Linguistic Association of the Southwest
This investigation of native speakers' attitudes toward the use of Spanish by non-native speakers considers the following questions: Do native speakers consider the public use of Spanish by non-native speakers to be inappropriate? Do Latino non-native speakers provoke a more favorable response? Do native speakers believe Latinos have an obligation to know Spanish? What factors correlate with native and heritage speakers' attitudes toward ethnicity and language choice? Data were collected via a questionnaire distributed to students at post-secondary institutions in ten states. The findings provide insights into the attitudes of native and heritage speakers, a rapidly growing population in the language classroom. The data also contribute to discussion of a larger issue: heritage-speaker criticism of the public use of Spanish by non-native speakers as a form of cultural appropriation.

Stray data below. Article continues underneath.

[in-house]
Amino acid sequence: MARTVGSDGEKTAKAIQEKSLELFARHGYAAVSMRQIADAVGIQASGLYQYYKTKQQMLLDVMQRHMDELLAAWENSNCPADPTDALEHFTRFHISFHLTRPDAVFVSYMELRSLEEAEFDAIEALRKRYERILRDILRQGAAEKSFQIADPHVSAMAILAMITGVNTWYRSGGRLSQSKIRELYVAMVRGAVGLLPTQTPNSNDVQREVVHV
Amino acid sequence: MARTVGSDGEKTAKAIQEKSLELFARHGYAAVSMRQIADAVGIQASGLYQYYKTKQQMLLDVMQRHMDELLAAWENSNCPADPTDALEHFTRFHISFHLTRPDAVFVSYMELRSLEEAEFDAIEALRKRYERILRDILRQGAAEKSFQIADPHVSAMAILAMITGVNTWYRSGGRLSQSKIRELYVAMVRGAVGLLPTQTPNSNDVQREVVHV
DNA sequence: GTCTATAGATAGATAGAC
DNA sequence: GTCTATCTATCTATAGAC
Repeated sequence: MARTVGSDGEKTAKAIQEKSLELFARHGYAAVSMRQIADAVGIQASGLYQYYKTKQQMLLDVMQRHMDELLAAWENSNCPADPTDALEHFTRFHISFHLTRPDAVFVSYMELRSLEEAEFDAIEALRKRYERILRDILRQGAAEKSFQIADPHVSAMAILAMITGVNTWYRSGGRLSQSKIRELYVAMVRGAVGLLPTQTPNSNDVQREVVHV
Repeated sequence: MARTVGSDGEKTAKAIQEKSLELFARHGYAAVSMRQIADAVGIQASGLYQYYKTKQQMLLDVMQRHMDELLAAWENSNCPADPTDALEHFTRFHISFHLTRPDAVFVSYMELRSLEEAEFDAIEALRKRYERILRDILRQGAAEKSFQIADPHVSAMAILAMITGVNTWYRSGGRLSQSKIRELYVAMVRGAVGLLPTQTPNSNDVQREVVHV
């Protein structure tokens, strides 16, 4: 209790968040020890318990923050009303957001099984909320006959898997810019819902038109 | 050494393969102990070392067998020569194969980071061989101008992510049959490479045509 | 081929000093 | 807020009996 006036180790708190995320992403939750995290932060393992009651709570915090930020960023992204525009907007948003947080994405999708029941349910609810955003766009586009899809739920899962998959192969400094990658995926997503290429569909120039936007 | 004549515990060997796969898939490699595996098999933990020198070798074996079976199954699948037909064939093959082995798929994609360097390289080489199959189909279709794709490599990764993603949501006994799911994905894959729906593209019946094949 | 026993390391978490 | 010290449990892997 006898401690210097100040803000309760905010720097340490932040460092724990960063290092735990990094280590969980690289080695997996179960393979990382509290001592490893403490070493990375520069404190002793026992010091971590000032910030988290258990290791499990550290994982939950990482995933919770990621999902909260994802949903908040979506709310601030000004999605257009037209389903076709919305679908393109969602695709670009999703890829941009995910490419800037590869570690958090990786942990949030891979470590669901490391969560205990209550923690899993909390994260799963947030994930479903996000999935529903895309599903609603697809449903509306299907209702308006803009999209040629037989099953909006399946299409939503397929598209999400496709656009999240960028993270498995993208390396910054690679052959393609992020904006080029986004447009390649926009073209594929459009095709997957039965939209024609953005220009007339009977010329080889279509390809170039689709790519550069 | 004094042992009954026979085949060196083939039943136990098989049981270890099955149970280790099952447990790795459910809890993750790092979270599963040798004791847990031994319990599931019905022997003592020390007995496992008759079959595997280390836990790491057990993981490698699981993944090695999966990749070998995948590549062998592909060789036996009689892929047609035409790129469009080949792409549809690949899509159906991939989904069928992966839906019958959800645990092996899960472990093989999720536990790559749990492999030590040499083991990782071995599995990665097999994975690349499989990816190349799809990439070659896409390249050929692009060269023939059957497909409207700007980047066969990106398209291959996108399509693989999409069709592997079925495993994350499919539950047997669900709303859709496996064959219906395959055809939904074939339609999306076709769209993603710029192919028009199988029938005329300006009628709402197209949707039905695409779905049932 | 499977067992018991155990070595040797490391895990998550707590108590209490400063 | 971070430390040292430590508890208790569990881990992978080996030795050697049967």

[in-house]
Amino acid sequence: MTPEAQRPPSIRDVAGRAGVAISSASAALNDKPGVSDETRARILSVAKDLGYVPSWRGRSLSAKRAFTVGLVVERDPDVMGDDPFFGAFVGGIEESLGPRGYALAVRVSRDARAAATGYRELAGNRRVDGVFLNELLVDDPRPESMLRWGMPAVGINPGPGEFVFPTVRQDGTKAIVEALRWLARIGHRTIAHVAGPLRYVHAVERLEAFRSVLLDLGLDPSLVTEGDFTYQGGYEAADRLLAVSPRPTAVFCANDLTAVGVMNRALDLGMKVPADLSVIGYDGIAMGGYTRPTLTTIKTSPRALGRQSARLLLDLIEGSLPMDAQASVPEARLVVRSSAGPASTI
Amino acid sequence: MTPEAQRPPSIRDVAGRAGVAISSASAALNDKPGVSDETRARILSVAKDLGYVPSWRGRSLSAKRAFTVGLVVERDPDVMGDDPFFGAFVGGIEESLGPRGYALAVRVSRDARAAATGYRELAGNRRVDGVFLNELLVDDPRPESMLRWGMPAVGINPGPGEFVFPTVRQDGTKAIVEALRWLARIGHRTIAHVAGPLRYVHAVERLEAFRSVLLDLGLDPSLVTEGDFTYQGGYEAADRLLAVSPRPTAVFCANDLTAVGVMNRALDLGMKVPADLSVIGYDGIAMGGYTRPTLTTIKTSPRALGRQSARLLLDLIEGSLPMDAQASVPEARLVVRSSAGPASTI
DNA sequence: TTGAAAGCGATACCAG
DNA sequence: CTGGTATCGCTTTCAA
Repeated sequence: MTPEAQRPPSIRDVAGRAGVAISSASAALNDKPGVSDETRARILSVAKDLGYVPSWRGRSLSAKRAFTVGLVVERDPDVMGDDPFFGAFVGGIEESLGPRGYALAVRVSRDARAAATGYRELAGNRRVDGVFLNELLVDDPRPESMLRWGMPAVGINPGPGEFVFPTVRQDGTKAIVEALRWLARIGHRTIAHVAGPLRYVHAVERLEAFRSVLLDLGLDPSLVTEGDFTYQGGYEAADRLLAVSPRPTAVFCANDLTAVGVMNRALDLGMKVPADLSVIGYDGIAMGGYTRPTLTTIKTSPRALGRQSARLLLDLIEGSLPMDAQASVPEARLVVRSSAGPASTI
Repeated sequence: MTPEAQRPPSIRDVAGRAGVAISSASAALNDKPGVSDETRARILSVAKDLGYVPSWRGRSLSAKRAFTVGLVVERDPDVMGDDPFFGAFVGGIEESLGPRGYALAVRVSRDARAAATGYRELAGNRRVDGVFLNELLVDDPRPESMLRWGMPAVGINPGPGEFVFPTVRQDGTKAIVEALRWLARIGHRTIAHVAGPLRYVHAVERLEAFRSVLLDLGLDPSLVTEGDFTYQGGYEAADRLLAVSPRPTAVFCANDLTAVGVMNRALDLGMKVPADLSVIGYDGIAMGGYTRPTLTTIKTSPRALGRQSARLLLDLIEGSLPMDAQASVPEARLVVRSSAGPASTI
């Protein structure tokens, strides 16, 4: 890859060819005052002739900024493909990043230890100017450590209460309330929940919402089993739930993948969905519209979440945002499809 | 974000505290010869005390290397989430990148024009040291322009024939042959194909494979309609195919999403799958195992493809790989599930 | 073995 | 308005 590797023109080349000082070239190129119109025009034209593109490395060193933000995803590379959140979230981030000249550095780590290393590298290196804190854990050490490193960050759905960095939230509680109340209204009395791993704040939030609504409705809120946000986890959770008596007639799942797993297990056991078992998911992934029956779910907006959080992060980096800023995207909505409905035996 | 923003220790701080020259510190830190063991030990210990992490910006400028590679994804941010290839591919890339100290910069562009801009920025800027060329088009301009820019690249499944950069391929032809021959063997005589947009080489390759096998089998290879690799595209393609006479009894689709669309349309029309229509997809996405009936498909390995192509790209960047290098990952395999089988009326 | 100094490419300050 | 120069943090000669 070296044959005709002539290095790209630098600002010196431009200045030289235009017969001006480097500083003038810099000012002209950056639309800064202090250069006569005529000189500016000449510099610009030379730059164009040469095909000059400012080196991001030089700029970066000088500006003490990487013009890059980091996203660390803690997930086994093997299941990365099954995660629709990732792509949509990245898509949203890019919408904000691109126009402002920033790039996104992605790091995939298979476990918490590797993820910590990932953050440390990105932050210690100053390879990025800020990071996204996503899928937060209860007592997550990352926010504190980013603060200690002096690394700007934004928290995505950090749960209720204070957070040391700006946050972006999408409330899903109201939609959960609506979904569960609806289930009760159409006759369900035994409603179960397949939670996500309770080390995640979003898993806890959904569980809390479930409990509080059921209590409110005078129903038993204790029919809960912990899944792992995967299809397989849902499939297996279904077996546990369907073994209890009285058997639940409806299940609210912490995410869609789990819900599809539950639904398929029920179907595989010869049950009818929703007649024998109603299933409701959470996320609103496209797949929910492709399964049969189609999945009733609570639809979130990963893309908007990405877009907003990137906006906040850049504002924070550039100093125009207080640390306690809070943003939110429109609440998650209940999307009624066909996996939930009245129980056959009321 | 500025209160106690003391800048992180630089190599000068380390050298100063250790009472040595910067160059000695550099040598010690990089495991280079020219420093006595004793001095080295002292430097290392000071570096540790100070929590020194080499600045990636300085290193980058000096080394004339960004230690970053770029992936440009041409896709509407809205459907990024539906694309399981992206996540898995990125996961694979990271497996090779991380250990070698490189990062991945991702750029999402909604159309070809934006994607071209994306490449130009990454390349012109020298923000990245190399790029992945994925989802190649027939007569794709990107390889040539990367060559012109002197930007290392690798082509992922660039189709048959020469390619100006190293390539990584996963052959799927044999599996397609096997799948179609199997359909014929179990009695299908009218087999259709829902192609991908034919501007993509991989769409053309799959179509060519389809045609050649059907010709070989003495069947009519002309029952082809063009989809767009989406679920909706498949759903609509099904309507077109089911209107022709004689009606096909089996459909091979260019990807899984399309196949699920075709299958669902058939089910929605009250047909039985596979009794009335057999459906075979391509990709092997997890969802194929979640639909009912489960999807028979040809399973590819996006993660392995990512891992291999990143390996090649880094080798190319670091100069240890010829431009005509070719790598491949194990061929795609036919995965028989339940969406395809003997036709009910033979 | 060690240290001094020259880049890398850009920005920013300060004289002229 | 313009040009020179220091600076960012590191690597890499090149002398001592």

Callahan, L. (2004). Native speakers' attitudes toward the use of Spanish by non-native speakers: from George W. To J. Lo. Southwest Journal of Linguistics, 23(1), 7-34.